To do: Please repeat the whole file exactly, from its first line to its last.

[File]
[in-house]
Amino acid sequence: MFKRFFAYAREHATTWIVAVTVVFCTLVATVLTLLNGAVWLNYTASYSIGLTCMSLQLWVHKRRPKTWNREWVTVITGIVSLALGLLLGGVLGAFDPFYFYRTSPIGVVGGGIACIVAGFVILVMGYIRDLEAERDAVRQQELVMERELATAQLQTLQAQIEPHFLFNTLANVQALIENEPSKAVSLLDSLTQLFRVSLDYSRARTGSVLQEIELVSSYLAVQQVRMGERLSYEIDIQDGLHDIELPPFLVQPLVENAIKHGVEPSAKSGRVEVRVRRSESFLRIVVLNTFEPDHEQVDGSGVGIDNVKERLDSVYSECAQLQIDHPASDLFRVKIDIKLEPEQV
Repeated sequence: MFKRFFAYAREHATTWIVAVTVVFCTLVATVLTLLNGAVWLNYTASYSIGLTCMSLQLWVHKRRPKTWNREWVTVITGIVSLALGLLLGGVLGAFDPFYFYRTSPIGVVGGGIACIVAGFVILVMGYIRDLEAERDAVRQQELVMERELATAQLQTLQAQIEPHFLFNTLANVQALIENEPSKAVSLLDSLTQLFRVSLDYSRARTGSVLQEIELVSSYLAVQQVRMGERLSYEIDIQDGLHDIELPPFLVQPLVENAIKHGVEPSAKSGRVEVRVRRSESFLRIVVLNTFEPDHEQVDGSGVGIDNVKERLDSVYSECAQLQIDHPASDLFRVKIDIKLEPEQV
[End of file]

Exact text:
[in-house]
Amino acid sequence: MFKRFFAYAREHATTWIVAVTVVFCTLVATVLTLLNGAVWLNYTASYSIGLTCMSLQLWVHKRRPKTWNREWVTVITGIVSLALGLLLGGVLGAFDPFYFYRTSPIGVVGGGIACIVAGFVILVMGYIRDLEAERDAVRQQELVMERELATAQLQTLQAQIEPHFLFNTLANVQALIENEPSKAVSLLDSLTQLFRVSLDYSRARTGSVLQEIELVSSYLAVQQVRMGERLSYEIDIQDGLHDIELPPFLVQPLVENAIKHGVEPSAKSGRVEVRVRRSESFLRIVVLNTFEPDHEQVDGSGVGIDNVKERLDSVYSECAQLQIDHPASDLFRVKIDIKLEPEQV
Repeated sequence: MFKRFFAYAREHATTWIVAVTVVFCTLVATVLTLLNGAVWLNYTASYSIGLTCMSLQLWVHKRRPKTWNREWVTVITGIVSLALGLLLGGVLGAFDPFYFYRTSPIGVVGGGIACIVAGFVILVMGYIRDLEAERDAVRQQELVMERELATAQLQTLQAQIEPHFLFNTLANVQALIENEPSKAVSLLDSLTQLFRVSLDYSRARTGSVLQEIELVSSYLAVQQVRMGERLSYEIDIQDGLHDIELPPFLVQPLVENAIKHGVEPSAKSGRVEVRVRRSESFLRIVVLNTFEPDHEQVDGSGVGIDNVKERLDSVYSECAQLQIDHPASDLFRVKIDIKLEPEQV